Linking heavy exposure to diesel exhaust to lung cancer deaths in miners



Despite numerous studies investigating the relationship between diesel engine exhaust exposure and risk of death from lung cancer, the lack of quantitative exposure data and large sample sizes restricted our ability to accurately evaluate this risk. Accurate evaluation of the exposure-response for diesel exhaust and lung cancer is critical for the millions of people around the world who are occupationally exposed to potentially fatal carcinogens.


In 1992, IRP researchers led by Debra T. Silverman, Sc.D., and colleagues at the National Institute for Occupational Safety and Health (NIOSH) embarked on a 20-year study of more than 12,000 miners, which became the first to show a statistically significant association between heavy exposure to diesel exhaust and lung cancer death.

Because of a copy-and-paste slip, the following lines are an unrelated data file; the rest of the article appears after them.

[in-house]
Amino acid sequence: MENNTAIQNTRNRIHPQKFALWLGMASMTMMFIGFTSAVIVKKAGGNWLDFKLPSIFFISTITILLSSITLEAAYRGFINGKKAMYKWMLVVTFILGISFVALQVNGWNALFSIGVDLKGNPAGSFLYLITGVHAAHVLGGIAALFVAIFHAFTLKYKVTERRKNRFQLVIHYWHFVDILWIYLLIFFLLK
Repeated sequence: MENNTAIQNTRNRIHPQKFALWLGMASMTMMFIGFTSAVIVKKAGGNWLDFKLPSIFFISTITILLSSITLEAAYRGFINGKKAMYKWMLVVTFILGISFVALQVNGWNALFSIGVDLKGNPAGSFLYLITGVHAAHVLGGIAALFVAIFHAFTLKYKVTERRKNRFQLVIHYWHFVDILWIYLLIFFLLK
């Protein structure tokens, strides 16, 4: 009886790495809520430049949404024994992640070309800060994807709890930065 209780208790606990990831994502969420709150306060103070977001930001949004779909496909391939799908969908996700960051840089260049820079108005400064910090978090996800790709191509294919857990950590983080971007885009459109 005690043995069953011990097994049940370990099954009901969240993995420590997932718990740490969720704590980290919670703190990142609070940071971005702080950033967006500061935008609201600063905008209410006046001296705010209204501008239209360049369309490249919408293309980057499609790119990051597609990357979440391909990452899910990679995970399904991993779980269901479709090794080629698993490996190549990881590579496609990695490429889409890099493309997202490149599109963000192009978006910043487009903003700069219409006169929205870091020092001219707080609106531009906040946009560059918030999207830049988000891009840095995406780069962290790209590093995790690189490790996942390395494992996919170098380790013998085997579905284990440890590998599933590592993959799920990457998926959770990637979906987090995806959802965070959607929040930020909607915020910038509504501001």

These findings are important for public health, with implications for not only the 1.4 million American workers who are exposed to diesel exhaust in the workplace Identification of research needs to resolve the carcinogenicity of highpriority IARC carcinogens, but also the many millions of urban populations in the U.S. and around the world who may be exposed to diesel exhaust.


Silverman DT, Samanic CM, Lubin JH, Blair AE, Stewart PA, Vermeulen R, Coble JB, Rothman N, Schleiff PL, Travis WD, Ziegler RG, Wacholder S, Attfield MD. (2012). The Diesel Exhaust in Miners study: a nested case-control study of lung cancer and diesel exhaust. J Natl Cancer Inst. 104(11), 855-68.